We’re told by neuroscientists that our brain weighs about 2.5% of our bodyweight but consumes close to 20% of our energy. Over our evolutionary history it has developed two different cognitive capacities to help us survive long enough to procreate. This dual-system thinking capability has enabled us to source food, find shelter, and defend ourselves against bigger, faster, and stronger predators as well as nature’s other dangers like earthquakes, fires, volcanic eruptions, floods, droughts, and each other! They have achieved that by giving us communication and social skills that have made collaboration, cooperation, and organization possible. Psychologist and Nobel Laureate, Daniel Kahneman describes these thinking systems as System 1 and System 2.
If you have an interest in the way we all think and act the way we do, I can strongly recommend his book called Thinking Fast and Slow. It’s incredibly interesting and will give you some valuable insights into how better to interact with your clients, how to make better decisions by being aware of how our cognitive biases can lead to irrational decisions, and what you can do about it.
Kahneman describes System 1 thinking as automatic, spontaneous, fast, gut-level thinking that is driven by intuition rather than considered and reasoned thought. It is often, but not always, driven by emotional and it is heavily influenced by your past experiences, and acquired skills that have become habits – think of a race car driver. Our normal daily habits and our responses to normal daily issues in life and business are dealt with by System 1 thinking.
System 1 thinking does not use much energy because it’s instant and this preservation of energy is important because if we need to deliberately think about everything, we need to do in a day we would consume so much of our resources we’d need to rest mid-morning and/or consume lots more calories just to survive. We’d need to spend the day grazing like cows and other animals.
System 2 on the other hand is deliberate, thoughtful, careful, effortful thinking. This thinking system is deployed to deal with complex issues that we need to take some time to think about. As with System 1, we draw on our experience and knowledge but do so much more slowly and deliberately and come to conclusions based on our beliefs and values. It’s not something we can do on the run because we need to gather our thoughts. Our pupils dilate, and our heart rate and blood pressure rise as we systematically consider the subject matter. This type of thinking consumes an enormous amount of energy relative to System 1 thinking.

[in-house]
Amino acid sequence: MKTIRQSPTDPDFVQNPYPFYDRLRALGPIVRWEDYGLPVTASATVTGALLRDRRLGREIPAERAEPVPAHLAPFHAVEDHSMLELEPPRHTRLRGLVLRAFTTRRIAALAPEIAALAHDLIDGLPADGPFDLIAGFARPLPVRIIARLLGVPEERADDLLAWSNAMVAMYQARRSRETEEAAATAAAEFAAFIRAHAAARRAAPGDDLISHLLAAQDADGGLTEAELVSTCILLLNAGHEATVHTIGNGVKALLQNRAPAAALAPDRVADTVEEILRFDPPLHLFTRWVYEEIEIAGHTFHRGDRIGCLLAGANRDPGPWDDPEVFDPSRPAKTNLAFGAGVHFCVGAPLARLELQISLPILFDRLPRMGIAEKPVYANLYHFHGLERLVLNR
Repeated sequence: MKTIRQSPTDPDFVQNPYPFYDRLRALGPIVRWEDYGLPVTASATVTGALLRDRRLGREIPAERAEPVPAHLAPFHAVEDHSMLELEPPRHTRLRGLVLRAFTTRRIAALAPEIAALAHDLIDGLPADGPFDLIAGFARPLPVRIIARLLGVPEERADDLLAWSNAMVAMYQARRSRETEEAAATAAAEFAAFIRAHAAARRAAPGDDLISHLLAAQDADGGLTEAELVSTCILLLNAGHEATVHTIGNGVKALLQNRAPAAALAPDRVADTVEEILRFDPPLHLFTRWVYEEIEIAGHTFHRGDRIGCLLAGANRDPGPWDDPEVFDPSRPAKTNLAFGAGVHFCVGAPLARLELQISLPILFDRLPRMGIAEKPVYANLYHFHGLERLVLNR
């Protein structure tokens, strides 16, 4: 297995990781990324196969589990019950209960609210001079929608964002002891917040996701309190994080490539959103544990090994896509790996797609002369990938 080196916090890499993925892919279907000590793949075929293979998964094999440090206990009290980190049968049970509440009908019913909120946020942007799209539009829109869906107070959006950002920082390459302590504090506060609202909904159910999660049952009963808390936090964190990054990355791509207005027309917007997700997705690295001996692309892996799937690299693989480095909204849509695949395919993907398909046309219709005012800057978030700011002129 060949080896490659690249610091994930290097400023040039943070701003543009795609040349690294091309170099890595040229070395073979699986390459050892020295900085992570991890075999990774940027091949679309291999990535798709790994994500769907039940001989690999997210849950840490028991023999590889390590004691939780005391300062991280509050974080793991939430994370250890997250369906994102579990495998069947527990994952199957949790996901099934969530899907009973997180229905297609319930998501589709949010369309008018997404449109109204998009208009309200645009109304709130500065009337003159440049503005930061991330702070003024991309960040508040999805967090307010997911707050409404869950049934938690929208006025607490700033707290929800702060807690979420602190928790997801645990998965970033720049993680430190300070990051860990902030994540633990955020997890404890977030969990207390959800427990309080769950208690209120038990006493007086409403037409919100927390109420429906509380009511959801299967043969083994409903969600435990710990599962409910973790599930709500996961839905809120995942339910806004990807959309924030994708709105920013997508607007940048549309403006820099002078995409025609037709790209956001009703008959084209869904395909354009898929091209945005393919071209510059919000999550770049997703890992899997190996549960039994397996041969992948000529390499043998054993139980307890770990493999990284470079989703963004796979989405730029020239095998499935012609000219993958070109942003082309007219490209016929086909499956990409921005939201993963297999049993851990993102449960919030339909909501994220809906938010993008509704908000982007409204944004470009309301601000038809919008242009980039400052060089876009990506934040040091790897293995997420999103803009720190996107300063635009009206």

However, as we become skilled at something our demand for energy diminishes because performing it at a high level becomes habitual… second nature. When discussing attention and effort, Kahneman refers to the Law of Least Effort which comes into play with both physical and cognitive exertion. The Law simply posits that if there are several ways of achieving a given outcome people tend to gravitate to the least demanding course of action. You’ll probably have noticed it’s a law that your children have no problem complying with.
While applying System 2 thinking to the issue of why more accountants have not embraced the idea of investing more resources in developing their business advisory services it occurred to me that maybe it’s the Law of Least Effort coming into play. They have invested many years mastering the craft of compliance work, it is yielding a very satisfactory return for the effort required so why bother drawing on effortful System 2 thinking that is required to (a) develop an advisory capability, and (b) for a while anyway, System 2 thinking is very much required to deliver an advisory service that has value.
In other words, my hypothesis is the evolutionary process that has served to feed and protect us also gets in the way of us exploring new opportunities if they require us to make trade-offs with activities that are already working well, and which do not consume much energy. If this is true, it makes sense if we believe advisory services is something we would like to introduce, we should consider hiring people who are not encumbered by being highly skilled in compliance work.